I was in a car crash. Do I need to replace my car seat?

If your crash is considered moderate or severe, your car seat will need to be replaced. If your crash was minor, however, you can continue to use your car seat. A crash is considered minor if ALL the following are true:

  • • The vehicle was able to be driven away from the crash.
  • • The vehicle door nearest the car seat was not damaged.
  • • No passengers sustained an injury due to the crash.
  • • The vehicle’s air bags did not deploy.
  • • There is no visible damage to the car seat.

If any of these statements are FALSE, your crash is considered moderate or severe and your car seat needs to be replaced.

Keep in mind that some car insurance companies will require car seat replacement, regardless of the severity of the crash. Contact your insurance agent for details.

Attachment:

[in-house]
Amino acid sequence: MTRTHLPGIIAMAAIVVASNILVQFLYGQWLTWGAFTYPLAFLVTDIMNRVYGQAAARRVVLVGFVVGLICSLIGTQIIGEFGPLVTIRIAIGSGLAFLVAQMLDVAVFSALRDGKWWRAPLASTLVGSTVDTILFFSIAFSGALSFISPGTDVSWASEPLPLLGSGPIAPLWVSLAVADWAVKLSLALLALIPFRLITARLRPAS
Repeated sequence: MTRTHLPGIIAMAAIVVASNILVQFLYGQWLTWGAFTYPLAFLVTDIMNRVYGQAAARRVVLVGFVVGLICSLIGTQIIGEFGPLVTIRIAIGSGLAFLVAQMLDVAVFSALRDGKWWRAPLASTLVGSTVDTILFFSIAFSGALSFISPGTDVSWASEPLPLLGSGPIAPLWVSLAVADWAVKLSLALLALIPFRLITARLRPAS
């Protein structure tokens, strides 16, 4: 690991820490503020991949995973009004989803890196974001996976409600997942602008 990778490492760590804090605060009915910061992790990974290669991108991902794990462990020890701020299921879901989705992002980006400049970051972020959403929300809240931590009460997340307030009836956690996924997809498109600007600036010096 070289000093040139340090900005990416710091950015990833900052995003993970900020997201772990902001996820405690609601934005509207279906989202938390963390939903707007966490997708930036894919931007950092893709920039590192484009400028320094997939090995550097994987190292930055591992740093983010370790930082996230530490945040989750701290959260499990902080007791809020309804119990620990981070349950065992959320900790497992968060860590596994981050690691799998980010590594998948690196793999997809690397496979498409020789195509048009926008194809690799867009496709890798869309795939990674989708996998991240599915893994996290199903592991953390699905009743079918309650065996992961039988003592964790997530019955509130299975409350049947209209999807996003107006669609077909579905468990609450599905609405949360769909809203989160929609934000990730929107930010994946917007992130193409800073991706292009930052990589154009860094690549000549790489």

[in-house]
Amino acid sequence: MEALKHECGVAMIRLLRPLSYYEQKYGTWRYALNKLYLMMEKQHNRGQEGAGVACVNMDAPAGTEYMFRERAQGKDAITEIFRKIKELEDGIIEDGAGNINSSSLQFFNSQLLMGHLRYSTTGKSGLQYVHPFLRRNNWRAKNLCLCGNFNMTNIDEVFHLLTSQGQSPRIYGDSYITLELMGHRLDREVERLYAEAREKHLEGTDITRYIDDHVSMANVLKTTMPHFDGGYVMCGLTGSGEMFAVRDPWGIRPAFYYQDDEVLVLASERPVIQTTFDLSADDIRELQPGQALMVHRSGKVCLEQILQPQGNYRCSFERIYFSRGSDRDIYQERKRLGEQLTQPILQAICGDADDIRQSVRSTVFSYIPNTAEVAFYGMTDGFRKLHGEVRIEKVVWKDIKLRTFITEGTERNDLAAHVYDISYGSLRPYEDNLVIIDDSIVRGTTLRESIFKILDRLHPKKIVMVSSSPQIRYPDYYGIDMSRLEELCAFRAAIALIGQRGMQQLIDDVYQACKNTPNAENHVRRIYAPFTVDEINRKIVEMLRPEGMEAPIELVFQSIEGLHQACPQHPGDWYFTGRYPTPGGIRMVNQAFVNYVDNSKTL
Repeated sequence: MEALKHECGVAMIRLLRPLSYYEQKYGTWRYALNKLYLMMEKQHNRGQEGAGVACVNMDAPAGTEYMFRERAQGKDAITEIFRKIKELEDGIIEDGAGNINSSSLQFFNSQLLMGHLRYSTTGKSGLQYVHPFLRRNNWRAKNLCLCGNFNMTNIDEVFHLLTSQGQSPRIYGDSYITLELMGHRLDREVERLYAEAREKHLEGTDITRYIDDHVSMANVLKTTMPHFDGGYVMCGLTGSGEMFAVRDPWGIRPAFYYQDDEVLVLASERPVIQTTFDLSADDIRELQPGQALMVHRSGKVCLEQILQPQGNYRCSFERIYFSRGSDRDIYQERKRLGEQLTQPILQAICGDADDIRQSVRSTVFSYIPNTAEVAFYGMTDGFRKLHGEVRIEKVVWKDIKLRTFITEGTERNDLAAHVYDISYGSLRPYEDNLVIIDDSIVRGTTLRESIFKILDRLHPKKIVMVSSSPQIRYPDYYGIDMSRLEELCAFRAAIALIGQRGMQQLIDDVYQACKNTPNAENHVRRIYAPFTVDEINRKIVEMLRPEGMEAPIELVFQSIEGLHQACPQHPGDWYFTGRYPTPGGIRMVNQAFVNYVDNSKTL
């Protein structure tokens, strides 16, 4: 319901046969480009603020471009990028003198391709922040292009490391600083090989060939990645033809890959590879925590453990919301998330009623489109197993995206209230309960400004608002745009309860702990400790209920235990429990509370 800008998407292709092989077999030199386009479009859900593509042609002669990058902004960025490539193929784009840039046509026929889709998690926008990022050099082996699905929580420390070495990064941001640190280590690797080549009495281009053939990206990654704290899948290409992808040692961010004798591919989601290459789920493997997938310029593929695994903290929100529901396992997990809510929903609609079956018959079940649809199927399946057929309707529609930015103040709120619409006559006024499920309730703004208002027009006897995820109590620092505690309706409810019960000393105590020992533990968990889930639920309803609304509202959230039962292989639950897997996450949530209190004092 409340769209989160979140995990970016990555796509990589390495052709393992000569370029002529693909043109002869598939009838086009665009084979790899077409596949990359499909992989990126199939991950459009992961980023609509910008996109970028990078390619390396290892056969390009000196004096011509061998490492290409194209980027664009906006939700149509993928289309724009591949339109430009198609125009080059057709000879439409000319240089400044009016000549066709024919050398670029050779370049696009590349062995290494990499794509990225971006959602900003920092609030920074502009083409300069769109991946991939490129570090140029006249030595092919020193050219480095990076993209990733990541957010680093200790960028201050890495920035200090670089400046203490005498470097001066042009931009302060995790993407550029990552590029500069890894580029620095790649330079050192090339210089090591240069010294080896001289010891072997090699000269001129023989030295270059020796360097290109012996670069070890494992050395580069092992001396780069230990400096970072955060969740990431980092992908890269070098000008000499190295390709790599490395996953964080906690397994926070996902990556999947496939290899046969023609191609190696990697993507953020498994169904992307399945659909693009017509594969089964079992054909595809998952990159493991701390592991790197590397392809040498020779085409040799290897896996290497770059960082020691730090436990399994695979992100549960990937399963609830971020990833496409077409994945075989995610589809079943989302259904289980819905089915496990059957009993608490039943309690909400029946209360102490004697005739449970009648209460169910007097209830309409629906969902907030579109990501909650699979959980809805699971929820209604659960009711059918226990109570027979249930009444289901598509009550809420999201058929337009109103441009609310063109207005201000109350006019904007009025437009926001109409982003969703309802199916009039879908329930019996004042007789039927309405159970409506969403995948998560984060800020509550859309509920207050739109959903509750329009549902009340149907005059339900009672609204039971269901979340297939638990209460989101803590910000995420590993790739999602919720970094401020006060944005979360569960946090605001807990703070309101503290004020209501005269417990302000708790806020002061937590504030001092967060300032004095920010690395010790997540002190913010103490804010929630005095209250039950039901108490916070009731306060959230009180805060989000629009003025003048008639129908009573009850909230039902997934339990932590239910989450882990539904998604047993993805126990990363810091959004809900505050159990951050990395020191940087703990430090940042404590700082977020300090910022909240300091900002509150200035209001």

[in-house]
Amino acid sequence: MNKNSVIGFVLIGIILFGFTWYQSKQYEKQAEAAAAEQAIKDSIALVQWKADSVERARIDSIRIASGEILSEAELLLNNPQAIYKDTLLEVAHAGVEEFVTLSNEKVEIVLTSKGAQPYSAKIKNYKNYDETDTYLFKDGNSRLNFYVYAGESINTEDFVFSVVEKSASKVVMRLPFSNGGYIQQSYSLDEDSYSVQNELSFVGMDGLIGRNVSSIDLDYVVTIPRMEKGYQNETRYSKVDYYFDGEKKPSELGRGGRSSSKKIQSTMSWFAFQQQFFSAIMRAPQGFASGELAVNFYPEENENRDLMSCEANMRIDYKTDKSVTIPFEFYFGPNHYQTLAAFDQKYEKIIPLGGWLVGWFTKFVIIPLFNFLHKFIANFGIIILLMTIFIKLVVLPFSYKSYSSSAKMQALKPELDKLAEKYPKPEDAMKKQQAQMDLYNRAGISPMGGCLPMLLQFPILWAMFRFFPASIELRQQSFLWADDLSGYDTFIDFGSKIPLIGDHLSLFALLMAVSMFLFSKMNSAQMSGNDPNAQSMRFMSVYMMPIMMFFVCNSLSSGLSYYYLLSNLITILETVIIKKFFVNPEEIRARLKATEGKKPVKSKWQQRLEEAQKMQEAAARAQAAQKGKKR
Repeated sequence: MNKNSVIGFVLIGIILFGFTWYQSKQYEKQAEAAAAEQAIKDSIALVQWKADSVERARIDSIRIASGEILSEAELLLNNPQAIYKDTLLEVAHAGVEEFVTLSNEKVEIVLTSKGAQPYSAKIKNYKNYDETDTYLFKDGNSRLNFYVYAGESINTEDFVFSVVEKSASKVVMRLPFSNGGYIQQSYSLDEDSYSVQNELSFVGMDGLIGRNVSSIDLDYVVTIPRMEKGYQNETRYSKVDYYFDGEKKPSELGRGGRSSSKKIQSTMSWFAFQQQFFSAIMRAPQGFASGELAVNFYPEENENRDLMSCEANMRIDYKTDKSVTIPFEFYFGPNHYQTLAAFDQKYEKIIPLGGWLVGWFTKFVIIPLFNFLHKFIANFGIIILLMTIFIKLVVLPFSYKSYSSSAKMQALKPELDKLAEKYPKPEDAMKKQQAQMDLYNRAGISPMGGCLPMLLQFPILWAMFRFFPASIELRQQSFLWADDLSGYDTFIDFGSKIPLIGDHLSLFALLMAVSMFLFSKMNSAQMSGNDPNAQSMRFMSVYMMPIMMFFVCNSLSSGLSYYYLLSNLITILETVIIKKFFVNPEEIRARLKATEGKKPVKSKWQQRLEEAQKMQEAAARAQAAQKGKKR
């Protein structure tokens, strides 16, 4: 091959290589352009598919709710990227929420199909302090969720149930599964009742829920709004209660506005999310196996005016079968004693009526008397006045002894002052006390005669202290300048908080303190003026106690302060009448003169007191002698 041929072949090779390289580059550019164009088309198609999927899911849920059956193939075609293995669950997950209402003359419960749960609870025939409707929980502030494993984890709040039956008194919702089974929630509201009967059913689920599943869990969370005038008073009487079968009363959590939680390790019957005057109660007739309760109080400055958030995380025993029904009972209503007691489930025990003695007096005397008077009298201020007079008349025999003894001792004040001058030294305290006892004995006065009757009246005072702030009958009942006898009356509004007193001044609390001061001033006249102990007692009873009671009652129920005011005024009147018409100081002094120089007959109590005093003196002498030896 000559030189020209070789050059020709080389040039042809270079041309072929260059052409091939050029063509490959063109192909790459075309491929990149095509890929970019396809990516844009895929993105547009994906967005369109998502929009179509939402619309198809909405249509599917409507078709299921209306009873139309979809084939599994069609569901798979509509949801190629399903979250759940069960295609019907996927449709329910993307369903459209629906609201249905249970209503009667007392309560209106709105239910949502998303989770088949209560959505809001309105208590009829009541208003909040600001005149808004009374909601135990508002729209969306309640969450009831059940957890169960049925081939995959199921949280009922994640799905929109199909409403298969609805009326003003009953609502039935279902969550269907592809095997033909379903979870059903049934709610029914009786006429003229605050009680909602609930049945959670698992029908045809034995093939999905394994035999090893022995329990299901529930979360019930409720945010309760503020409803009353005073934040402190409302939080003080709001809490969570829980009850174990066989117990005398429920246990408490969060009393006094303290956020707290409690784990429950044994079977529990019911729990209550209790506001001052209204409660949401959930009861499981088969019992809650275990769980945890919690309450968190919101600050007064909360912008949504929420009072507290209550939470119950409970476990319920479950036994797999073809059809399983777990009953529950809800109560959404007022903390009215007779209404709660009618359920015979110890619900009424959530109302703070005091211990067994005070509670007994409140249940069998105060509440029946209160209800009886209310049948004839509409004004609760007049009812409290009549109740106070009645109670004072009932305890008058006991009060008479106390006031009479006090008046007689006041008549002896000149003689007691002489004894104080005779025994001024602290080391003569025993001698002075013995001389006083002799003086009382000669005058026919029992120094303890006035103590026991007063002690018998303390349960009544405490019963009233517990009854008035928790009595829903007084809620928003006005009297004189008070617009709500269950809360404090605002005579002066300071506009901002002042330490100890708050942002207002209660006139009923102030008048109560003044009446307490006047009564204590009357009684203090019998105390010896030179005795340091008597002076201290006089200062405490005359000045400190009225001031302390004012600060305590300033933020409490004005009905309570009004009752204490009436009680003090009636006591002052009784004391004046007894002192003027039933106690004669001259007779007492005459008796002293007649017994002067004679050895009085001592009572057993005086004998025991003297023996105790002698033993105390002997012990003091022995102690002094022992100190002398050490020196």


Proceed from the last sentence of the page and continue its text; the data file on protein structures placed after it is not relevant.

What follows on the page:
My question was not answered here. Where can I look for more information?

If you have specific questions, call us at 858-KIDS. We are happy to answer your questions or refer you to local resources if necessary.

For general car seat and safety information, you may find the following links useful:
Safe Kids Washoe County
National Highway Traffic Safety Administration
American Academy of Pediatrics Parent Information

Car Seat Manufacturer Websites:
Baby Trend
Britax
Chicco
Combi
Diono
Evenflo
Graco
Safety 1st, Cosco, Maxi Cosi, Eddie Bauer
Orbit
Peg Perego

Additional Resources:
American Academy of Pediatrics
Children's Safety Network
Insurance Institute for Highway Safety
Automotive Safety For Children Program
CSN Economics and Insurance Resource Center
National Association for the Education of Young Children
National Highway Traffic Safety Administration
National Safety Belt Coalition
SafetyBeltSafe USA
National Safe Kids